This week, Amy has chosen Waiting as the subject for the Lens-Artists Photo Challenge. I know very little about horses, but one thing I’ve noticed is that they are very adept at waiting patiently. The definition of ‘patient’ is to be able to accept or tolerate delays, problems or suffering without becoming annoyed or anxious. The definition of ‘waiting’ is the action of staying where one is or delaying action until a particular time or until something else happens. Horses seem to have got this down to a fine art. We humans could learn a thing or two from them.
Places in order of appearance; Wade House in Greenbush, Wisconsin – Fountain Square in Indianapolis, Indiana – Mackinac Island, Michigan – Wausau, Wisconsin – Kline Creek Farm in West Chicago, Illinois – Volkening Heritage Farm in Schaumburg, Illinois (2) – Old World Wisconsin near Eagle, Wisconsin.
I was sorry to have missed the past couple of LA Challenges but I have finally caught up with everything after a hectic few weeks and now I can spend some time looking through the photo files. Amy has chosen Seascapes or Lakeshores as the subject for this week’s Lens-Artists Photo Challenge and I found a few shots that might fit the bill. The first one was taken in downtown Chicago along the edge of Lake Michigan which, in the city, very often consists of nothing but concrete slabs.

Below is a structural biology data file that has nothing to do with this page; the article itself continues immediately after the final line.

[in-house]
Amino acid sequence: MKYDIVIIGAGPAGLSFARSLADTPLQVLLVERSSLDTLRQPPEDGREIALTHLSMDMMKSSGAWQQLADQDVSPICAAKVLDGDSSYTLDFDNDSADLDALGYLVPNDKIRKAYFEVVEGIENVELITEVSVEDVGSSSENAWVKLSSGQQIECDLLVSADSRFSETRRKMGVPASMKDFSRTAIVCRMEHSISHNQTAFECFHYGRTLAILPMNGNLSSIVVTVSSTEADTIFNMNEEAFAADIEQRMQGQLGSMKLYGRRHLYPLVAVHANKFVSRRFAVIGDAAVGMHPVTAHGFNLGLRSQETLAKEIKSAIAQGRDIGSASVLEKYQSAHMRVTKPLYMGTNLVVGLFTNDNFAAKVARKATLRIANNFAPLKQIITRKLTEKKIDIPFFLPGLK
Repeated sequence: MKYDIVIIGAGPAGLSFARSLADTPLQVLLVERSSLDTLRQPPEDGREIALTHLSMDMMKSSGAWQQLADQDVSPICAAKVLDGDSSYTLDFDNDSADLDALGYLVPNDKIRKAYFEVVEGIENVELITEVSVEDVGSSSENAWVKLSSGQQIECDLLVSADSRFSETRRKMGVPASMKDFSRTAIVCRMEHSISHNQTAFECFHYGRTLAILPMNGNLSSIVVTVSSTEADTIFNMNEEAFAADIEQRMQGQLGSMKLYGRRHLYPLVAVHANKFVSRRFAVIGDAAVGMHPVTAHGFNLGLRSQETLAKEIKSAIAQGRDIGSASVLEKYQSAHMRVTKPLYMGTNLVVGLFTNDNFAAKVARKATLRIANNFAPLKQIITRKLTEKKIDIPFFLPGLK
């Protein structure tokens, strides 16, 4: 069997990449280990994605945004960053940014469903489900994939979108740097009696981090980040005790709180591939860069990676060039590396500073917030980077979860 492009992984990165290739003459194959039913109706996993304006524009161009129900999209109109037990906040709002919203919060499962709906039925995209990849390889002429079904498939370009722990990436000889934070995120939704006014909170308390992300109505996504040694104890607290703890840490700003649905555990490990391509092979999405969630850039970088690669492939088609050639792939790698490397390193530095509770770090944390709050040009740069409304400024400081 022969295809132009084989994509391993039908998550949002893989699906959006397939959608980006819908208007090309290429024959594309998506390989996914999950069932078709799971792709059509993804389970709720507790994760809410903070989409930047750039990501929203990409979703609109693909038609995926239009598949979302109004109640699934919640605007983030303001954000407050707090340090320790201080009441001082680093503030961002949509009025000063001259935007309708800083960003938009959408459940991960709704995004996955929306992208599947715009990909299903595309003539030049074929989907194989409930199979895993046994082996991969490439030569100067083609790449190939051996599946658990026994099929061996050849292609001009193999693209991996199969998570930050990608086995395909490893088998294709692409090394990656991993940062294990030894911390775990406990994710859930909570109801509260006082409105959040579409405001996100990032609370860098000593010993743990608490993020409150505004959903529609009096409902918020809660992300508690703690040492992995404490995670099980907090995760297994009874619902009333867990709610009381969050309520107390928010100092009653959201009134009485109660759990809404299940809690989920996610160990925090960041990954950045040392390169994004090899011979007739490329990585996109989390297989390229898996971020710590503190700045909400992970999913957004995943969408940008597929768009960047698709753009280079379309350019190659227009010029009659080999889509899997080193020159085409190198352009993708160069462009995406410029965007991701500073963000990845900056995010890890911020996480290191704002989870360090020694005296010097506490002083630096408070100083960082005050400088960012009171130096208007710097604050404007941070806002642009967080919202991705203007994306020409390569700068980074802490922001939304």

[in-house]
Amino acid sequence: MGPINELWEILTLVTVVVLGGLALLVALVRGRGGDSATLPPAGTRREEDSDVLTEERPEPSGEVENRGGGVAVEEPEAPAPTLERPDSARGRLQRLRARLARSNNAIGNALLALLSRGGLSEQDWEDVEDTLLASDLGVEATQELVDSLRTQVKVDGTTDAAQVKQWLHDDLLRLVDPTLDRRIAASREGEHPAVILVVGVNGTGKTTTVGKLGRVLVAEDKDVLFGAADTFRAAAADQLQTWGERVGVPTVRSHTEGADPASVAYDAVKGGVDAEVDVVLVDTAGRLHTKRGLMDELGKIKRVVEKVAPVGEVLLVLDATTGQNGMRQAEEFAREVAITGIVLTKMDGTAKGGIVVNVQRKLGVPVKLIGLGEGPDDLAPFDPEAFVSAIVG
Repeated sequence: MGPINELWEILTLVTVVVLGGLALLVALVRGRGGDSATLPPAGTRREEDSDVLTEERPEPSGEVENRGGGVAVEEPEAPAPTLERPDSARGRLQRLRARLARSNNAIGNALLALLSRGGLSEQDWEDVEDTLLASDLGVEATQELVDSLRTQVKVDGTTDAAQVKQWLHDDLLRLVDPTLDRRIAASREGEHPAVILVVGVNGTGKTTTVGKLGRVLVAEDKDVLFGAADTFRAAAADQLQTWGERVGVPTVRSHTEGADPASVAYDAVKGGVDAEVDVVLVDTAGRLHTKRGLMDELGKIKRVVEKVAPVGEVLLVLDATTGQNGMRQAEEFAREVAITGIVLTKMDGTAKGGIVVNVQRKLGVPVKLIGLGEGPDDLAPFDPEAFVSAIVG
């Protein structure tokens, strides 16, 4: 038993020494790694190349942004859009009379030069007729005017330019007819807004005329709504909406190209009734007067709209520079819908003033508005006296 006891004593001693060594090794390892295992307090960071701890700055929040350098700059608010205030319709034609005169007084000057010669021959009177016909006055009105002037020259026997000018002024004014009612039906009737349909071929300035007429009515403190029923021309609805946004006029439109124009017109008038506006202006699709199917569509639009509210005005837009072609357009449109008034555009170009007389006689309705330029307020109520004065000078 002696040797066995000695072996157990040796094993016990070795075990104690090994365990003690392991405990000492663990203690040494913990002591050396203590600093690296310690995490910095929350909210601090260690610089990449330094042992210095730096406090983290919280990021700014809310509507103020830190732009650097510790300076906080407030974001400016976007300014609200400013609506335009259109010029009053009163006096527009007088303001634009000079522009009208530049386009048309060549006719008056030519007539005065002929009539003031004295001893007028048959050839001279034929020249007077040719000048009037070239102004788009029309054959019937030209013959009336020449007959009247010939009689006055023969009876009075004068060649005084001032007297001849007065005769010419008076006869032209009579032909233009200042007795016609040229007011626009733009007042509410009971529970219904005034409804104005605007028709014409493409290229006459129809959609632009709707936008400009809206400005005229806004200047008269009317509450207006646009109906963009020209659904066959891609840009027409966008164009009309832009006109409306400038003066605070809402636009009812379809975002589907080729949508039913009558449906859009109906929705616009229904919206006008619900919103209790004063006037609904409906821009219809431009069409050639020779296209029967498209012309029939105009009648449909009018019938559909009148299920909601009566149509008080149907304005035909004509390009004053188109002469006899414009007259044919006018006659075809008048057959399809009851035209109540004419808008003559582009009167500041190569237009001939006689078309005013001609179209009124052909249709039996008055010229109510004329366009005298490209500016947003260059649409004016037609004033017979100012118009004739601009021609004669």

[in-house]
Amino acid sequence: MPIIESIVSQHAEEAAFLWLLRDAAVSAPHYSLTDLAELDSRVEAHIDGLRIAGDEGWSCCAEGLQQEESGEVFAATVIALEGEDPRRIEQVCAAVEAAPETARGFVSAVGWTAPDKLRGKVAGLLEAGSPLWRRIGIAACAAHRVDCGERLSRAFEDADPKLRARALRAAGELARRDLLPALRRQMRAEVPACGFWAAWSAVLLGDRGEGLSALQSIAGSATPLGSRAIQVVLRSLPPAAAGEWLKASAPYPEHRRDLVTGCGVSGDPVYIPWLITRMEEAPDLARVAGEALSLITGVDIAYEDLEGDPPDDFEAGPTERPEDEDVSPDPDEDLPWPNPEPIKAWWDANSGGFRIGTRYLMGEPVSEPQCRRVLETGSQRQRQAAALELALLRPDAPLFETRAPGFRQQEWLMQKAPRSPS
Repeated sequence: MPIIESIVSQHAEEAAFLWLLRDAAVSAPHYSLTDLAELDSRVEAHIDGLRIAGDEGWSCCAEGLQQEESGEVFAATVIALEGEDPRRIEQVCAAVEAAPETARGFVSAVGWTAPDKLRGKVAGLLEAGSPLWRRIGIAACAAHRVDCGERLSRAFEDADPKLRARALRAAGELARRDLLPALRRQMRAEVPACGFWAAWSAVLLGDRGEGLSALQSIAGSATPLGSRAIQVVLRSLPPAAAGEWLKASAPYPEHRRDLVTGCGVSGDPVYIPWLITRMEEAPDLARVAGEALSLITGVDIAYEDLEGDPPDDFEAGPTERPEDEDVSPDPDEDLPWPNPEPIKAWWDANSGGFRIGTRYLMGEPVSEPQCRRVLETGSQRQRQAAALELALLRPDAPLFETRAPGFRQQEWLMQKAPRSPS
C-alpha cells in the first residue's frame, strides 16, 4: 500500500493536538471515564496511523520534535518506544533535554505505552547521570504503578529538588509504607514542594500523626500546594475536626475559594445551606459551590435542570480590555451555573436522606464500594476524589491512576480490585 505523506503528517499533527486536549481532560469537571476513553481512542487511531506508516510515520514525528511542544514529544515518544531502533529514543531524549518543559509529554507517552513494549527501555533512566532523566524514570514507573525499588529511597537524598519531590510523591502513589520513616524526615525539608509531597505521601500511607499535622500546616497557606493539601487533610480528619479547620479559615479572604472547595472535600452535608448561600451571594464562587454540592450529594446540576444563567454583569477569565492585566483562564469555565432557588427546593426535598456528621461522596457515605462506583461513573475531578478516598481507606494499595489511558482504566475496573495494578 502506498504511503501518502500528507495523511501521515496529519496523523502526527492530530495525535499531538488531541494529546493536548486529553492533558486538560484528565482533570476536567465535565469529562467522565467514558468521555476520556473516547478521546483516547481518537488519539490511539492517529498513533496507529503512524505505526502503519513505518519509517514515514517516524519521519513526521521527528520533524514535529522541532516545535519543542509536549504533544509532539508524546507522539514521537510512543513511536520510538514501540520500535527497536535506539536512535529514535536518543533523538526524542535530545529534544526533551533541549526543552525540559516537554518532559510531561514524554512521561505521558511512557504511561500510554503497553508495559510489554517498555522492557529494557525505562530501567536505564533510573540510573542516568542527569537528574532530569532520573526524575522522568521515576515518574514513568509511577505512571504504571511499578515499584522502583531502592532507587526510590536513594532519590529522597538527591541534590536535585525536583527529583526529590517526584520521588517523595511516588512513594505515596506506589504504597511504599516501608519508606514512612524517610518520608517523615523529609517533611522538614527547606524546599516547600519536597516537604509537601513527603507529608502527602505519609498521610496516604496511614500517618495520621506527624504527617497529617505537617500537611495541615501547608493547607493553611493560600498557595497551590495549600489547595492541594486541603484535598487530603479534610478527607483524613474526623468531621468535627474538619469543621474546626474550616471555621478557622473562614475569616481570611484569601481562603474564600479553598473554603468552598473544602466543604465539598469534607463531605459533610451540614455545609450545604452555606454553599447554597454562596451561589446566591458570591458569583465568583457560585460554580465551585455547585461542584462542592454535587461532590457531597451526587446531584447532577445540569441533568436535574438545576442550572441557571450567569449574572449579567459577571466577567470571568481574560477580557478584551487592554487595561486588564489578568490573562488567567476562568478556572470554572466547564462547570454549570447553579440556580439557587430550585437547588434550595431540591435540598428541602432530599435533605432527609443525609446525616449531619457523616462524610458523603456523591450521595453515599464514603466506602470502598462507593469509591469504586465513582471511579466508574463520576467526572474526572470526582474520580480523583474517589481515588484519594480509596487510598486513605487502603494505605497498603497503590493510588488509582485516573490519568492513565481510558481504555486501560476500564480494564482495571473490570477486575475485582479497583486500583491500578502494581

Below, part of the shoreline at Whitefish Point on Lake Superior in Michigan. The song ‘Edmund Fitzgerald’ kept running through my head as I stood looking out over the scene. It’s hard to imagine these calm lake waters becoming rough enough to sink a ship weighing 26,000 tons.
The image above shows part of the shoreline of Antelope Island on the Great Salt Lake in Utah.
Below, a little patch of lakeshore on Mackinac Island, overlooking the mighty Mackinaw Bridge.
Cee’s topic for this week’s Fun Foto Challenge is 3 items or the number three. I don’t see too many creatures hanging out in threes. I guess two’s company, three’s a crowd. But here are a few that didn’t seem to mind sharing space.
Pictured above; snakes and elk in Elk Grove Village, African wild dogs at Brookfield Zoo, ducks at the Chicago Botanic Garden and Frederik Meijer Sculpture Garden in Grand Rapids, turtles in Hermann Park in Houston and pelicans on the river in Davenport, Iowa.